Likelihood of Confusion

Likelihood of confusion exists when a trademark or trade dress causes relevant consumers to be confused as to the source or affiliation of that product or service. Confusion can take place before the sale, at the point-of-sale, or after the sale.

The courts recognize two types of confusion in trademark or trade dress:

  • Forward confusion occurs when consumers mistakenly believe that the junior user’s product or service is from the senior user or affiliated with the senior user’s products or services.
  • Reverse confusion occurs when consumers mistakenly believe that the senior user’s product or service is from the junior user. In other words, they mistakenly believe the junior user is the rightful owner of the mark.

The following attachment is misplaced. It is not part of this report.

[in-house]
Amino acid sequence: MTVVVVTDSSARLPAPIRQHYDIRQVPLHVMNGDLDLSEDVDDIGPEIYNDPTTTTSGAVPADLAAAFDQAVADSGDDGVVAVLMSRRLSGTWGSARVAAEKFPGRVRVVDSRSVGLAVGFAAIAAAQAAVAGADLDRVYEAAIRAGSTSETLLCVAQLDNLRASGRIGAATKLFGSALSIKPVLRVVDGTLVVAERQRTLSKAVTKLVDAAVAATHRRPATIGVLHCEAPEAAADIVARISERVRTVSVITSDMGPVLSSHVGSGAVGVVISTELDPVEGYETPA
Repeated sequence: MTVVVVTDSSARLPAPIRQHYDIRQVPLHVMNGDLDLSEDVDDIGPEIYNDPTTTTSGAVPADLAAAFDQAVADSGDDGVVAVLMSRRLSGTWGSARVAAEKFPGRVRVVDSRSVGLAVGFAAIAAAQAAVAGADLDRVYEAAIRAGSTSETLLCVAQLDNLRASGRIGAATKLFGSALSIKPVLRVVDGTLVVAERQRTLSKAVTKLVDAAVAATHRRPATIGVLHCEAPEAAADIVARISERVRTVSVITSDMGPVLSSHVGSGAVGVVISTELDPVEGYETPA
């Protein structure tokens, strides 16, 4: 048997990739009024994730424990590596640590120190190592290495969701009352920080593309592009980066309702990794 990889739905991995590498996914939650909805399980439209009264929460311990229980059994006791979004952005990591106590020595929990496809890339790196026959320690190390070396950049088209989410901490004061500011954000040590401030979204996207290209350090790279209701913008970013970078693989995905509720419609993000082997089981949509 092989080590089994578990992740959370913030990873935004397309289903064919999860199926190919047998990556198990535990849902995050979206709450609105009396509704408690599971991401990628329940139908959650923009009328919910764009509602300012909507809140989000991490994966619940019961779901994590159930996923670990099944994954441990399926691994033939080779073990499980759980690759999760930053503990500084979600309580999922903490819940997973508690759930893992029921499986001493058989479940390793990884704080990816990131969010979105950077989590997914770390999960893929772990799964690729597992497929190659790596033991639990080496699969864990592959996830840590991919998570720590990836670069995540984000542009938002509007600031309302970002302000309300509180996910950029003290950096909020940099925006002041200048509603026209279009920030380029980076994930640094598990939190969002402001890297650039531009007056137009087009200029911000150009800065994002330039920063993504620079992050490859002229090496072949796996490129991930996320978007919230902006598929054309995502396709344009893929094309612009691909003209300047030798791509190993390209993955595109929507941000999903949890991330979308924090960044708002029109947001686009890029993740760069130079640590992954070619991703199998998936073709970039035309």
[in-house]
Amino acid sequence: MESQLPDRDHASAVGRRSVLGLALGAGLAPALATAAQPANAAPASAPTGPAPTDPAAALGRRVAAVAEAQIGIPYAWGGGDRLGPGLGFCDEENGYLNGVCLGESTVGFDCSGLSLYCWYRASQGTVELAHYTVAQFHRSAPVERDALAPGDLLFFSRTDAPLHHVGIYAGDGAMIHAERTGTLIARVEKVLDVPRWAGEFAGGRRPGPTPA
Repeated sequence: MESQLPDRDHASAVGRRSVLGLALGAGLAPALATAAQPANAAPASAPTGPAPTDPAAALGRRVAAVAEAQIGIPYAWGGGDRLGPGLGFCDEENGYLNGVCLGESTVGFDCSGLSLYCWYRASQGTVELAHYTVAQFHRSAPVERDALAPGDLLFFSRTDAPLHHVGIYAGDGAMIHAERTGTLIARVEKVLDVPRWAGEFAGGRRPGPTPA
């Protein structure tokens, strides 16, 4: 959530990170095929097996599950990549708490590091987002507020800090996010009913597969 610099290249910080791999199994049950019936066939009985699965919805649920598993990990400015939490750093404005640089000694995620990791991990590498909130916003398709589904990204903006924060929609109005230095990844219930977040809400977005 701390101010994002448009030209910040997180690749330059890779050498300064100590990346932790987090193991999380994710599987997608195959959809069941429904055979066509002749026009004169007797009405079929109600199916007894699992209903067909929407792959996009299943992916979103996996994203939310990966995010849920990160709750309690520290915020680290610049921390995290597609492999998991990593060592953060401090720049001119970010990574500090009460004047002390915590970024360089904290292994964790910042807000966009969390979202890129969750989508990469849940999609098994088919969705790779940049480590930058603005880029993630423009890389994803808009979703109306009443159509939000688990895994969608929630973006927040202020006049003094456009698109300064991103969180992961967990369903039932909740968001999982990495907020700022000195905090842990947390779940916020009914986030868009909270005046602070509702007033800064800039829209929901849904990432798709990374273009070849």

A likelihood of confusion survey assesses whether a “reasonably prudent” consumer would be confused by the use of similar marks on competing products. If a substantial number of respondents believe that the two marks are related or affiliated in some way, then there is strong evidence of potential confusion.

Applied Marketing Science (AMS) has extensive experience conducting surveys to measure likelihood of confusion in trademark and trade dress infringement matters. Our surveys have been submitted and accepted as evidence in litigation matters involving a broad range of products and services.

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Robert L. Klein, S.M.
Chairman and Co-Founder
Applied Marketing Science
Brian M. Sowers, M.B.A.
Applied Marketing Science
Steven Gaskin, S.M.
Applied Marketing Science
Ravi Dhar, Ph.D.
George Rogers Clark Professor of Marketing
Yale School of Management

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